As young people in this organization, we sometimes feel overwhelmed by what is happening in the world. We feel small. Looking at the political scene, we don’t feel like change is being fostered fast enough by the important decisions that politicians are taking. That’s why we decided to create our own opportunities, because we are tired of waiting. On a daily basis, we are trying to build a better world, either via education and training of young people, by letting them find their purpose or practice activities to find out what they like and don’t like. We develop leadership by sending young people abroad, to become more open minded via cross-cultural exchange. We let them be leaders, so that they can change their view that only people put in functions are leaders. Or that leadership means only being in the spotlight. No, we are encouraging young people, like ourselves, to take up the responsibility and start somewhere, even if it seems small, to make a change.
This is what we are trying to do. We hope you are also trying to change the status quo.

About the writer

Daniela Dandes is the head of marketing and communication of AIESEC in Belgium. Beyond her role, she has a passion for knowledge and the world. That is why her interests cover a wide range of subjects, going from culture, to applied physics, from tech to art. She believes in a holistic approach to life, fact that she tries to apply also to her written pieces.

On the evening of November the 13th, around 300 young people were attending an AIESEC conference in De Panne, Belgium. They were present at the national conference, taking part in different sessions and workshops. Everything up to that point felt like an expected AIESEC conference, until the news started spreading: there had been shootings in Paris, explosions in Beirut. More than 100 people were murdered and most of the suspects were suicide bombers that have detonated themselves, either during the attack or before, when they were almost caught. Who was to blame? No one knew. A couple of minutes later, a YouTube video revealed that actually ISIS claimed responsibility for the carnage. The conclusion of the ISIS video though was that there were many more such events to come.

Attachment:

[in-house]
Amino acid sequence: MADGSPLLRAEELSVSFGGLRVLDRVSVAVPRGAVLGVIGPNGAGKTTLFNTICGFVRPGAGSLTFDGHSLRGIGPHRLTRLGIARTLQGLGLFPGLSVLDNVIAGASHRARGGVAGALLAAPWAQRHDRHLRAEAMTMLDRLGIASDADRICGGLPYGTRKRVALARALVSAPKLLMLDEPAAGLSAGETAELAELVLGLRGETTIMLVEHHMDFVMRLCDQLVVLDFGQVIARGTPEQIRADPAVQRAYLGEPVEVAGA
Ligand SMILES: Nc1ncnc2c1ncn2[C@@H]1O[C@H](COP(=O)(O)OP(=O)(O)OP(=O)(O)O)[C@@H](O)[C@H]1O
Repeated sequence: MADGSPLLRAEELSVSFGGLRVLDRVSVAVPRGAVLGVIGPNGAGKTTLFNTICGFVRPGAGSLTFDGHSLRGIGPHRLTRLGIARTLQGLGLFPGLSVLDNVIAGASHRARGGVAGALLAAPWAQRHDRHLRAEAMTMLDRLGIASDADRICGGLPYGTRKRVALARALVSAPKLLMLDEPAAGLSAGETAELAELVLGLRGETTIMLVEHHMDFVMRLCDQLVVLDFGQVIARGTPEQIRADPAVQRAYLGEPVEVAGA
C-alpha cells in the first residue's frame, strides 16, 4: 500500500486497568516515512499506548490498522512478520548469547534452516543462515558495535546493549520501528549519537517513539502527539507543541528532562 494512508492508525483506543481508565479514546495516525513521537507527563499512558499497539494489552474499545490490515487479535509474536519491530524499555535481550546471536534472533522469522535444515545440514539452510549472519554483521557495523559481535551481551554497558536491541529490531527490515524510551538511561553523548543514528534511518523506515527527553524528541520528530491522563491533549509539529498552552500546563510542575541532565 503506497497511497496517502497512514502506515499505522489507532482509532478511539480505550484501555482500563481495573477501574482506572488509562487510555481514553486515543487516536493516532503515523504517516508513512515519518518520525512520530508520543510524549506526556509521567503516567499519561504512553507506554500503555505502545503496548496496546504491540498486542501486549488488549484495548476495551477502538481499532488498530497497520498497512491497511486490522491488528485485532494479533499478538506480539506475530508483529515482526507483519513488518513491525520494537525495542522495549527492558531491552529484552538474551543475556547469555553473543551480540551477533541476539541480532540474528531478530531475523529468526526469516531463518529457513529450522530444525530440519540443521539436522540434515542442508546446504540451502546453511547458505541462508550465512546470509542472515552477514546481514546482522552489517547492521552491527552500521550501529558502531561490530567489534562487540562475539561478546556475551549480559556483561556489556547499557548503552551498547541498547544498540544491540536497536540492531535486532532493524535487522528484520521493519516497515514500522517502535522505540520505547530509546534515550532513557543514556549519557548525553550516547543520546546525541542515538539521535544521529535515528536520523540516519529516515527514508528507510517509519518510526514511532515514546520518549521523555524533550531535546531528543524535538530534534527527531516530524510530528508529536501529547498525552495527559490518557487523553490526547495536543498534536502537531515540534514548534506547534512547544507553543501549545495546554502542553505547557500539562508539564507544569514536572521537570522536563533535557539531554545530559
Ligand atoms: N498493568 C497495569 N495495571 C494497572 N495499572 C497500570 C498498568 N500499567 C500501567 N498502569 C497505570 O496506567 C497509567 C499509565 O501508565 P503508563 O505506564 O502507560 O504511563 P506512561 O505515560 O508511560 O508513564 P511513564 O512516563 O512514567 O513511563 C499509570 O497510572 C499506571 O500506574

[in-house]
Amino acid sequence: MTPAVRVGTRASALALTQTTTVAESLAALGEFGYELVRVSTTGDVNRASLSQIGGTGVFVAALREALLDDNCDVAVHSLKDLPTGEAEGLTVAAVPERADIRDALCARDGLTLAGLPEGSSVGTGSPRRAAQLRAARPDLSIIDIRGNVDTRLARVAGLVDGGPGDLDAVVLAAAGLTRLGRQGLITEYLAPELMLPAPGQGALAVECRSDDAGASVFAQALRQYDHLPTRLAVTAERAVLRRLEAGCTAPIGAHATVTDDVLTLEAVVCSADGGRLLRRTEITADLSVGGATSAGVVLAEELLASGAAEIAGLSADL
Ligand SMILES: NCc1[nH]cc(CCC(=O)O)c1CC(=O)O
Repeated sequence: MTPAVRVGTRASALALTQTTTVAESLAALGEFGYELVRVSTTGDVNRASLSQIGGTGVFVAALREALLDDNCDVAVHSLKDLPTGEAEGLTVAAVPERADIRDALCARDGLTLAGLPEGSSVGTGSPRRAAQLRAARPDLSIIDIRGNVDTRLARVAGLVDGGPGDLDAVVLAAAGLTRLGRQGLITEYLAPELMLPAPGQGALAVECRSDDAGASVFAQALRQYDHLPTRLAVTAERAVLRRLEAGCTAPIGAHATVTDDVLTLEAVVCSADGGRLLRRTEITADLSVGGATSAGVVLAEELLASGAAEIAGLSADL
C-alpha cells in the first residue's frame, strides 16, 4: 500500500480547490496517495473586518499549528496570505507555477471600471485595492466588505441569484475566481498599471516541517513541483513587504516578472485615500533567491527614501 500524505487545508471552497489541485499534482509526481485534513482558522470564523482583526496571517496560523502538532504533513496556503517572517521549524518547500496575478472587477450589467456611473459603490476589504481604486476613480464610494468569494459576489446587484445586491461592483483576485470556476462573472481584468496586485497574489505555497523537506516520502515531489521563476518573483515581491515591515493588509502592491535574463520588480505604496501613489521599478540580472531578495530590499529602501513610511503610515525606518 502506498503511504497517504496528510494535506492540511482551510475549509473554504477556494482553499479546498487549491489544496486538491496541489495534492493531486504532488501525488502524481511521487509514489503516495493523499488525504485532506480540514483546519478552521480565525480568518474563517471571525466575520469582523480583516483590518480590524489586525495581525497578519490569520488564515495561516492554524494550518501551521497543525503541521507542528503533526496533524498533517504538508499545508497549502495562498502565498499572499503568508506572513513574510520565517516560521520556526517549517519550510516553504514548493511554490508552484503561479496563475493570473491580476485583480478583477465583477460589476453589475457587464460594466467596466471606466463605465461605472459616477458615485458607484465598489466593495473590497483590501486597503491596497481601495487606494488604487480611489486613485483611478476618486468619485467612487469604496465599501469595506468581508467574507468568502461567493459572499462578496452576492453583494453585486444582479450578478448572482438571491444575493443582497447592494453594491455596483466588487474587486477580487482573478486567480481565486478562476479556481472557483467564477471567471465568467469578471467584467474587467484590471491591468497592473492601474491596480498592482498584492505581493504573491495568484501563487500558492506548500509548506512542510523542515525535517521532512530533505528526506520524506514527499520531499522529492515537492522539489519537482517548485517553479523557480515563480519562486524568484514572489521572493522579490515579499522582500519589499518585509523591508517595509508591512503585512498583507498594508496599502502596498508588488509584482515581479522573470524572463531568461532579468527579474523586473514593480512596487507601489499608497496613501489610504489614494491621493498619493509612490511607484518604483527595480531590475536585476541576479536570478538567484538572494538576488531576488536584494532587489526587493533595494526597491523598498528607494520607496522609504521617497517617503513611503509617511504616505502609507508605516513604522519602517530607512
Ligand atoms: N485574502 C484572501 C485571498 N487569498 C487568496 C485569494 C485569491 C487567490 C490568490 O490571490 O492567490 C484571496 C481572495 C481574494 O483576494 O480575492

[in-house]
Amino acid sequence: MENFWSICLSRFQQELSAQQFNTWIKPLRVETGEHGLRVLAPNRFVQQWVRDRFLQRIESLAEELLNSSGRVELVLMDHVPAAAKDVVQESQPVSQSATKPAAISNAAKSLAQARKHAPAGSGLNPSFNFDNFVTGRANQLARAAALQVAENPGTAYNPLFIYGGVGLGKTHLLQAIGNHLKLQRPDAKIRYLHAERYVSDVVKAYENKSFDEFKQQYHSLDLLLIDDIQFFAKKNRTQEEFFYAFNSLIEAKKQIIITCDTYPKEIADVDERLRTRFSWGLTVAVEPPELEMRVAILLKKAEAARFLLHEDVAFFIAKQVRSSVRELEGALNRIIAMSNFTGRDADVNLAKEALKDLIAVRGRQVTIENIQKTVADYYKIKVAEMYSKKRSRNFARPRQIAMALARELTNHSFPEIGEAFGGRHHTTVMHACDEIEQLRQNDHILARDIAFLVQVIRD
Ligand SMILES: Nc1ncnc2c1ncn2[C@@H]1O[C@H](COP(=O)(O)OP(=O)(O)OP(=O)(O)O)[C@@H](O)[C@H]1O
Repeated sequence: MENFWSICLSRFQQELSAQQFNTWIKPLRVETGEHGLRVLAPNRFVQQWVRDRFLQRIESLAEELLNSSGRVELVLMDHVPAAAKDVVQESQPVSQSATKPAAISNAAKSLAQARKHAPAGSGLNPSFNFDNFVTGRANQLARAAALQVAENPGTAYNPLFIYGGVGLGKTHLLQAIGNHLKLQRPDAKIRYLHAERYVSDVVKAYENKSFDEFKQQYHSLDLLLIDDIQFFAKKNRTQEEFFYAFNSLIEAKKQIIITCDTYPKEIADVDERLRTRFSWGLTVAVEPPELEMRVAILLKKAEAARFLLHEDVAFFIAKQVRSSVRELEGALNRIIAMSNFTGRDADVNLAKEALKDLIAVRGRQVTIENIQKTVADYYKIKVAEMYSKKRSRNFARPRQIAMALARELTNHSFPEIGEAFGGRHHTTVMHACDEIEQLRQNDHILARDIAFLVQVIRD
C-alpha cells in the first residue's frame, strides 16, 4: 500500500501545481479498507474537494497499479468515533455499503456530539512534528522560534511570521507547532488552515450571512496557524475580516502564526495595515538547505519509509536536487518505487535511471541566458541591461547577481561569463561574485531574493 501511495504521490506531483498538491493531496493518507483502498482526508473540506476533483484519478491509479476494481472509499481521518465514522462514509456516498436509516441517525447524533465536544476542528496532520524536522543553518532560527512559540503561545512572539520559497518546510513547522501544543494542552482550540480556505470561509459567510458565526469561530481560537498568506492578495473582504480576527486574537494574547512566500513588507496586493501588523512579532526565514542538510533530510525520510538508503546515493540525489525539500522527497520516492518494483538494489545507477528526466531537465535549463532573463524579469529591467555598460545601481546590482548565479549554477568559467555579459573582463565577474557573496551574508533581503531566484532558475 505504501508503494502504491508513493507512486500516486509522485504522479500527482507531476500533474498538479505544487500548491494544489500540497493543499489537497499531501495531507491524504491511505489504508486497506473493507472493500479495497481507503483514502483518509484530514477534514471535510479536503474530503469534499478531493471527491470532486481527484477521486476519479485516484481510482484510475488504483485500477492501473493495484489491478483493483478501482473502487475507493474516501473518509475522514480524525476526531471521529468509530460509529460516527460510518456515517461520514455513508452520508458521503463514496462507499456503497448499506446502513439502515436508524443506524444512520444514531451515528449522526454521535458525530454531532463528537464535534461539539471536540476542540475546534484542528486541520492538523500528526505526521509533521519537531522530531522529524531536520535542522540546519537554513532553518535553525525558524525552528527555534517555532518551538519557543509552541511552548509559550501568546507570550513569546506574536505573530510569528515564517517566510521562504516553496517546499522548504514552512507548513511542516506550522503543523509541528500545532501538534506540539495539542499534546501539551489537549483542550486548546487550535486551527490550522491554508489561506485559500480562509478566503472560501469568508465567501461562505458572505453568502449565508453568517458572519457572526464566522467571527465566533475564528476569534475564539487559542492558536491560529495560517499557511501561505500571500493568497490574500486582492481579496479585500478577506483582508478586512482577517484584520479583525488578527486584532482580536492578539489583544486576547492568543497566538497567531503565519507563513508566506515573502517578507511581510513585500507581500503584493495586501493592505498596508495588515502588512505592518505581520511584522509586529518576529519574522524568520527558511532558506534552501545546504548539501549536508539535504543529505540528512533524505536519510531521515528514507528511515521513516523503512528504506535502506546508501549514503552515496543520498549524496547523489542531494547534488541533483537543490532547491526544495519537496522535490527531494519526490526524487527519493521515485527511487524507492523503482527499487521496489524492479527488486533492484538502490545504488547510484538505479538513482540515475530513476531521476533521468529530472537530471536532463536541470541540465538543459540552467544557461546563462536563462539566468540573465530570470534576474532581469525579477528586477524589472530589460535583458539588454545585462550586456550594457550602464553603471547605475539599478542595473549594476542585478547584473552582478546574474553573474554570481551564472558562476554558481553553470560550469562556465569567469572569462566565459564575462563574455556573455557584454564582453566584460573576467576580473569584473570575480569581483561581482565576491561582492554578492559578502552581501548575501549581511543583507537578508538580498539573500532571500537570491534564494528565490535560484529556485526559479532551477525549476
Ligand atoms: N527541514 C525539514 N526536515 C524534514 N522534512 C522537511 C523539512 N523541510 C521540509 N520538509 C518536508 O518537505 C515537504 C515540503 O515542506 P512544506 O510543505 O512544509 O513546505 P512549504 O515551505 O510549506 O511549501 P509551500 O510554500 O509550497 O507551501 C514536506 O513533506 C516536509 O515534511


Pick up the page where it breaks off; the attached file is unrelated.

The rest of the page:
And so, since that Friday, confusion and panic in Western Europe spread out like wildfire.

It has been debated, from public media to private social media accounts, how people should react to these violent happenings. Is it moral to look at the Paris attacks and feel so much indignation? What about the daily shootings that take place in Syria? Why didn’t Facebook put up a Lebanese flag option for the profile pictures? What do these events say about how safe we, in fact, really are? What do these events evoke about the current European policy regarding integration of other cultures? And most importantly, where do we go from here?

This is only a bite size of the questions that run through people’s minds since that November the 13th. The part that is most unsettling about the situation is that we don’t have the answers for them. Especially for the last question, there does not seem to be a one size fits all solution. Our minds are so divided into what justice means and who is to blame, how could we stand united in this matter?